PubDate: 2017-04-17T15:55:42.716479-05:
      DOI: 10.1111/nyas.13327
       
  • Dietary and nutritional change in India: implications for strategies,
           policies, and interventions
    • Authors: Bhavani Shankar; Sutapa Agrawal, Amy R. Beaudreault, Laxmaiah Avula, Reynaldo Martorell, Saskia Osendarp, Dorairaj Prabhakaran, Mireille Seneclauze Mclean
      First page: 49
      Abstract: Despite the global transition to overnutrition, stunting affected approximately 159 million children worldwide in 2014, while an estimated 50 million children were wasted. India is an important front in the fight against malnutrition and is grappling with the coexistence of undernutrition, overnutrition, and micronutrient deficiencies. This report summarizes discussions on trends in malnutrition in India, its evolution in the context of economic growth, intrahousehold aspects, infant and young child feeding practices, women's status, maternal nutrition, and nutrition policymaking. The discussion focuses on a review of trends in malnutrition and dietary intakes in India in the context of economic change over the past four decades, identification of household dynamics affecting food choices and their consequences for family nutritional status in India, and effective malnutrition prevention and treatment interventions and programs in India and associated policy challenges.
      PubDate: 2017-03-17T10:35:38.203959-05:
      DOI: 10.1111/nyas.13324
       
  • Quality of governance and effectiveness of protected areas: crucial
           concepts for conservation planning
    • Authors: Johanna Eklund; Mar Cabeza
      Abstract: Protected areas (PAs) are a key tool for biodiversity conservation and play a central role in the Convention on Biological Diversity. Recently, the effectiveness of PAs has been questioned, and assessing how effective they are in enabling the future persistence of biodiversity is not trivial. Here, we focus on terrestrial PAs and clarify the terminology related to PA effectiveness, distinguishing between management and ecological aspects. We suggest that the quality of governance affects both aspects of effectiveness but recognize a lack of synthetic understanding of the topic. We present a conceptual framework linking the underlying mechanisms by which the quality of governance affects conservation outcomes in PAs and how this relates to conservation planning. We show that it is crucial to separate pressure and response and how these together will lead to the observed conservation outcomes. We urge for more focused attention on governance factors and in particular more empirical research on how to address causality and how to account for the quality of governance when prioritizing actions. Our framework is linked to the classic concepts of systematic conservation planning and clarifies the strategies available to achieve a comprehensive and effective network of PAs.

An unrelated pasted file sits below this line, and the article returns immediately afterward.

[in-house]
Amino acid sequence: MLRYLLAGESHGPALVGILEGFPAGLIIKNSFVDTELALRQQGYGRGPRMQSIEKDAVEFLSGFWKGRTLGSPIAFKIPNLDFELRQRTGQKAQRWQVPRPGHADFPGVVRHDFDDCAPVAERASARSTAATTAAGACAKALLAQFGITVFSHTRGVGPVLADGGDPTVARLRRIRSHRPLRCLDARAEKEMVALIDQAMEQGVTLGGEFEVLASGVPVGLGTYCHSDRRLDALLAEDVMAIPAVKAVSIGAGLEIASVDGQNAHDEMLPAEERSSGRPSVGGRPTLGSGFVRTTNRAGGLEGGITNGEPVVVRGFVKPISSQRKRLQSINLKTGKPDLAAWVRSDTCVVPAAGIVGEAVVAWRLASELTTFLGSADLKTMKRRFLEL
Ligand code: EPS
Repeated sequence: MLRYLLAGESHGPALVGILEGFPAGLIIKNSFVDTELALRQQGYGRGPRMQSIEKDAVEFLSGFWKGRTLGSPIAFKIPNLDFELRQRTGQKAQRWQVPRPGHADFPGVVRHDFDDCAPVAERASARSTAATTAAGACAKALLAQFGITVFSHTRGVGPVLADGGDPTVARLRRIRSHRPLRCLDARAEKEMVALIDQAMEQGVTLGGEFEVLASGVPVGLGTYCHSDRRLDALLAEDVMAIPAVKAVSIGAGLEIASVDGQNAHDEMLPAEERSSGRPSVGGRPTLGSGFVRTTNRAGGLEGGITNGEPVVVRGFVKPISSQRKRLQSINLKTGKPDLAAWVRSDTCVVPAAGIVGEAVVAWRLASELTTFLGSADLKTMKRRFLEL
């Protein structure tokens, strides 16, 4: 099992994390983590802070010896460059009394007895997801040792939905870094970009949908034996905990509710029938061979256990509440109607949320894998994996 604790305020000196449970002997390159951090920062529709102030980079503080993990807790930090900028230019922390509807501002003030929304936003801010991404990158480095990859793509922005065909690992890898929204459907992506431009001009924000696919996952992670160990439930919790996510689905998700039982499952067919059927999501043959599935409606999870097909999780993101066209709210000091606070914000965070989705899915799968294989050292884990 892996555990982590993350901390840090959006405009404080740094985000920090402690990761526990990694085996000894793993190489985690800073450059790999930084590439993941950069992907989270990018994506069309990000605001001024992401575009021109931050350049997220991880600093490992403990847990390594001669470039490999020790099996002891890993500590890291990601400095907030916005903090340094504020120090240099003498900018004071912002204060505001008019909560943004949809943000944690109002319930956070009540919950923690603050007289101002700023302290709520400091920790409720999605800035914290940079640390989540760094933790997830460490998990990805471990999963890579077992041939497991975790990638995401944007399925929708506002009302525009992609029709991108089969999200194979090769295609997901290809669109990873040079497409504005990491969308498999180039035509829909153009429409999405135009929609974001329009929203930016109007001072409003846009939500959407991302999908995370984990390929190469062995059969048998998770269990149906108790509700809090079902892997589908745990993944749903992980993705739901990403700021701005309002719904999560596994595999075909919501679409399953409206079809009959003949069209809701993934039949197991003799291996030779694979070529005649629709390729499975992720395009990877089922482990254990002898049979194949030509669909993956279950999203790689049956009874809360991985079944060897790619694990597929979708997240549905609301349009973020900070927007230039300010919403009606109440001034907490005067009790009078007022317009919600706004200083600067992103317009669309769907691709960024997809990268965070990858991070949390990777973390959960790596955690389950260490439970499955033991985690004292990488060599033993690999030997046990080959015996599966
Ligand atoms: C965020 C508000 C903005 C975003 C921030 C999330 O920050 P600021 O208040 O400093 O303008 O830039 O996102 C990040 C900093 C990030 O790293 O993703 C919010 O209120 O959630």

PubDate: 2016-12-05T16:20:38.190784-05:
      DOI: 10.1111/nyas.13284
       
  • The ubiquitous self: what the properties of self-bias tell us about the
           self